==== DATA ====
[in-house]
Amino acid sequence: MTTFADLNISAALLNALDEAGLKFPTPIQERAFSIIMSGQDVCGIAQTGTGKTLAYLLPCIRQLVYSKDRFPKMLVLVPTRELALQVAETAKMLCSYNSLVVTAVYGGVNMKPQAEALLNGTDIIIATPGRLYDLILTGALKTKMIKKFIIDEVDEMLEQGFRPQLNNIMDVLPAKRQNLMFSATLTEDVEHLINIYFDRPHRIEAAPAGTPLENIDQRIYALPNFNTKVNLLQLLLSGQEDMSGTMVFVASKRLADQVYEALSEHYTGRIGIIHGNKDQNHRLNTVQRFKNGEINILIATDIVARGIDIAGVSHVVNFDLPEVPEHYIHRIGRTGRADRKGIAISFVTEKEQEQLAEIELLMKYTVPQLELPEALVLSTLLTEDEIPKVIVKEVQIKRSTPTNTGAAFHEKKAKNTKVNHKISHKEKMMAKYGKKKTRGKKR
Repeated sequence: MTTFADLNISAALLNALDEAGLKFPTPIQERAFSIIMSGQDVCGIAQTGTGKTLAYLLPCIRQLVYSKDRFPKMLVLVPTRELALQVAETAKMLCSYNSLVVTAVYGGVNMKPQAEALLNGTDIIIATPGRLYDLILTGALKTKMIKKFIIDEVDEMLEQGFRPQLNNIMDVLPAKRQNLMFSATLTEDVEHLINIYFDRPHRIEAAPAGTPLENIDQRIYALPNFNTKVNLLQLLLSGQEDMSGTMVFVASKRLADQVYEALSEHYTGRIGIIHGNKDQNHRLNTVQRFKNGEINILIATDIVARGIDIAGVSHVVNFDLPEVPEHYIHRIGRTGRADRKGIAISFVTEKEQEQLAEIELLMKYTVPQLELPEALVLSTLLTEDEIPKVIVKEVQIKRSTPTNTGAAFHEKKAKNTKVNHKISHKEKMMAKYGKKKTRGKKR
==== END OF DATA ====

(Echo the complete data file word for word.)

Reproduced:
[in-house]
Amino acid sequence: MTTFADLNISAALLNALDEAGLKFPTPIQERAFSIIMSGQDVCGIAQTGTGKTLAYLLPCIRQLVYSKDRFPKMLVLVPTRELALQVAETAKMLCSYNSLVVTAVYGGVNMKPQAEALLNGTDIIIATPGRLYDLILTGALKTKMIKKFIIDEVDEMLEQGFRPQLNNIMDVLPAKRQNLMFSATLTEDVEHLINIYFDRPHRIEAAPAGTPLENIDQRIYALPNFNTKVNLLQLLLSGQEDMSGTMVFVASKRLADQVYEALSEHYTGRIGIIHGNKDQNHRLNTVQRFKNGEINILIATDIVARGIDIAGVSHVVNFDLPEVPEHYIHRIGRTGRADRKGIAISFVTEKEQEQLAEIELLMKYTVPQLELPEALVLSTLLTEDEIPKVIVKEVQIKRSTPTNTGAAFHEKKAKNTKVNHKISHKEKMMAKYGKKKTRGKKR
Repeated sequence: MTTFADLNISAALLNALDEAGLKFPTPIQERAFSIIMSGQDVCGIAQTGTGKTLAYLLPCIRQLVYSKDRFPKMLVLVPTRELALQVAETAKMLCSYNSLVVTAVYGGVNMKPQAEALLNGTDIIIATPGRLYDLILTGALKTKMIKKFIIDEVDEMLEQGFRPQLNNIMDVLPAKRQNLMFSATLTEDVEHLINIYFDRPHRIEAAPAGTPLENIDQRIYALPNFNTKVNLLQLLLSGQEDMSGTMVFVASKRLADQVYEALSEHYTGRIGIIHGNKDQNHRLNTVQRFKNGEINILIATDIVARGIDIAGVSHVVNFDLPEVPEHYIHRIGRTGRADRKGIAISFVTEKEQEQLAEIELLMKYTVPQLELPEALVLSTLLTEDEIPKVIVKEVQIKRSTPTNTGAAFHEKKAKNTKVNHKISHKEKMMAKYGKKKTRGKKR